A Sea Change in Political Methodology

Newsletter of the American Political Science Association, Vol. 9, No. 1, Spring 2011

20 Pages Posted: 24 Mar 2011  

David Collier

University of California, Berkeley - Department of Political Science

Henry E. Brady

University of California, Berkeley - Department of Political Science

Jason Seawright

Northwestern University - Department of Political Science

Date Written: 2010

Abstract

The past decade has witnessed a sea change in political science methodology. Conventional quantitative methods are now the focus of even sharper criticism. The tools of qualitative analysis are being further refined and legitimated in ways that addresses some of these failings. Qualitative tools certainly have their own problems and limitations, but real progress is being made. Natural experiments, notwithstanding their limitations, likewise show promise, and in the spirit of multi-method work they are far more valuable when basic choices about design and analysis are built on deep qualitative knowledge of cases and context. Correspondingly, an eclectic practice of methodology is the most promising avenue to pursue.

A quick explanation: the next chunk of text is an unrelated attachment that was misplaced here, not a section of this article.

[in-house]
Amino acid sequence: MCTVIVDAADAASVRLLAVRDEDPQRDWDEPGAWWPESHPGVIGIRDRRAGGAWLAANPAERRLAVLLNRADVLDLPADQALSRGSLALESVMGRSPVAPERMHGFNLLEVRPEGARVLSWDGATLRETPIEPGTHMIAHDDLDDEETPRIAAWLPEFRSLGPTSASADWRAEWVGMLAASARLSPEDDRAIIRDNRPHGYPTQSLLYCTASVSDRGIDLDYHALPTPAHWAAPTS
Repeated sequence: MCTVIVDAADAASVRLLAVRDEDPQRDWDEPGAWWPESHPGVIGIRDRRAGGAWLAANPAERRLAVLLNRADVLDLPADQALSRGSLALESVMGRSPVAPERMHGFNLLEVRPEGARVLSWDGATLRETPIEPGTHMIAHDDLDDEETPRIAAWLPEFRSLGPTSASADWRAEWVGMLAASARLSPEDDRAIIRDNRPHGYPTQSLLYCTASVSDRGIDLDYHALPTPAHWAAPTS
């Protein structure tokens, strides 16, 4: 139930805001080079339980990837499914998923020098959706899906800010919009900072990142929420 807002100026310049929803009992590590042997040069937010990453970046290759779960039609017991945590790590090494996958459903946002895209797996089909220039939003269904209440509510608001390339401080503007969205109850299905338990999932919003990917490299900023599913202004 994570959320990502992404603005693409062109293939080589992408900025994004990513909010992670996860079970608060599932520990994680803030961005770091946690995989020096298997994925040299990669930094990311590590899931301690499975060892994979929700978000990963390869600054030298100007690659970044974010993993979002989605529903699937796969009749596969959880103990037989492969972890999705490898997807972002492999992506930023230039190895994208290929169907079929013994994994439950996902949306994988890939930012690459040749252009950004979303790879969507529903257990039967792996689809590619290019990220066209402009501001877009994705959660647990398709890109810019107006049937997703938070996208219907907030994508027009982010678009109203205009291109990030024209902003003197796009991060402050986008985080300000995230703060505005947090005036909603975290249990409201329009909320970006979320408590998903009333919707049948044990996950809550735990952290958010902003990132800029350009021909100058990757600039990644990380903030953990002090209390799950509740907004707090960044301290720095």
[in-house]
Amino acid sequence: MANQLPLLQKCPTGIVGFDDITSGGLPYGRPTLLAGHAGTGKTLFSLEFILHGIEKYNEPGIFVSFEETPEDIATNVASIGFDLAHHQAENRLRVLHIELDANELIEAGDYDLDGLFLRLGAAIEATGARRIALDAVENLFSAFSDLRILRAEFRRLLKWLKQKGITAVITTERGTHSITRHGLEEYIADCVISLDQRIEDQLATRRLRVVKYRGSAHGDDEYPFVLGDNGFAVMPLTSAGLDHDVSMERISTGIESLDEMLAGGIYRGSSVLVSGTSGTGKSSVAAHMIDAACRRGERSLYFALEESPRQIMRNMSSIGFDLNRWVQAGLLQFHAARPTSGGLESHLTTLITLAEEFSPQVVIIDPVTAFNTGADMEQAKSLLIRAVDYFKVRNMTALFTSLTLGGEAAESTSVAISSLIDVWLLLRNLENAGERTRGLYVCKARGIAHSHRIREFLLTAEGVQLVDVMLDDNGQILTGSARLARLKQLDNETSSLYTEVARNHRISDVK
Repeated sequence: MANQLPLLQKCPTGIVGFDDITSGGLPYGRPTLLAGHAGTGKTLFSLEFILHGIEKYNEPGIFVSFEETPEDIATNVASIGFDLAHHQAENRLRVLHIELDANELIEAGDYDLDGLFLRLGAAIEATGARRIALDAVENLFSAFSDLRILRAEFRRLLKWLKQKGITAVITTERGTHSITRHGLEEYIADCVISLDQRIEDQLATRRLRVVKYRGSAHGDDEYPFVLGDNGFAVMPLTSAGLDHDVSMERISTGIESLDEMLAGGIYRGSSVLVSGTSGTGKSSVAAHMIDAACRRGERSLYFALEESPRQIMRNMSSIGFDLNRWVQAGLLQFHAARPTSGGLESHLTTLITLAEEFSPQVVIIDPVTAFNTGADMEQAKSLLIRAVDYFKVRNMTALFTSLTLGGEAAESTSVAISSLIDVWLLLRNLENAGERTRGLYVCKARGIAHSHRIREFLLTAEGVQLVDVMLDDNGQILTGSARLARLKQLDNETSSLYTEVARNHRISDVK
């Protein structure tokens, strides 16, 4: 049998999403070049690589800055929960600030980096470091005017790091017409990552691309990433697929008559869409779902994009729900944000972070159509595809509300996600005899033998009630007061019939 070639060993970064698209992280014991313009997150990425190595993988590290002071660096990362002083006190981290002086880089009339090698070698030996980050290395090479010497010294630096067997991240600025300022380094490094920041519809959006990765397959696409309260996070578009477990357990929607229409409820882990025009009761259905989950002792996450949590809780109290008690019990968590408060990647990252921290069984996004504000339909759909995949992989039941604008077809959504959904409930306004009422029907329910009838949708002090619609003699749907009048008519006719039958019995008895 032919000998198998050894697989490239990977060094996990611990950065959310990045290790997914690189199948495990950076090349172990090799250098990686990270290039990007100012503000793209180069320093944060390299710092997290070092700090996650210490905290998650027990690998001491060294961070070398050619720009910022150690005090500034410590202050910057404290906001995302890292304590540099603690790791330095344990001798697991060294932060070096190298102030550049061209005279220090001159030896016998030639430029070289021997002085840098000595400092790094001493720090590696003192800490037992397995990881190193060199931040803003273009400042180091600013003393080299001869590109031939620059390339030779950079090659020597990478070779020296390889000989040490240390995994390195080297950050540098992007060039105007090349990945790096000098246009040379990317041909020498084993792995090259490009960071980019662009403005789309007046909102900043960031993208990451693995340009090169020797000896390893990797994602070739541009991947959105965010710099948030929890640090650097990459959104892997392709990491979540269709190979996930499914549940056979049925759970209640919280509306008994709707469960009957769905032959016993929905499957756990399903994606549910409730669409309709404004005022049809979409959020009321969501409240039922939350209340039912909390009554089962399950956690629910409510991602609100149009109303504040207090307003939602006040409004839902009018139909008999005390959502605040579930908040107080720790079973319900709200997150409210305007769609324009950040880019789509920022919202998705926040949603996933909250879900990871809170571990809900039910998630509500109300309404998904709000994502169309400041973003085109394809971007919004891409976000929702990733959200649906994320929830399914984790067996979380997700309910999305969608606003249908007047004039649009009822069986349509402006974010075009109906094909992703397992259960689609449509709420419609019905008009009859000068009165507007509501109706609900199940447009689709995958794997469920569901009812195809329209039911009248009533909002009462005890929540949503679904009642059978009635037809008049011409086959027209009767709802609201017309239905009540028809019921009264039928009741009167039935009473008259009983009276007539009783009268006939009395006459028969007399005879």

Suggested Citation

Collier, David and Brady, Henry E. and Seawright, Jason, A Sea Change in Political Methodology (2010). Newsletter of the American Political Science Association, Vol. 9, No. 1, Spring 2011. Available at SSRN: https://ssrn.com/abstract=1751826

David Collier (Contact Author)

University of California, Berkeley - Department of Political Science ( email )

210 Barrows Hall
Berkeley, CA 94720
United States

Henry E. Brady

University of California, Berkeley - Department of Political Science ( email )

310 Barrows Hall
Berkeley, CA 94720
United States

Jason Seawright

Northwestern University - Department of Political Science ( email )

Scott Hall
Evanston, IL 60208
United States

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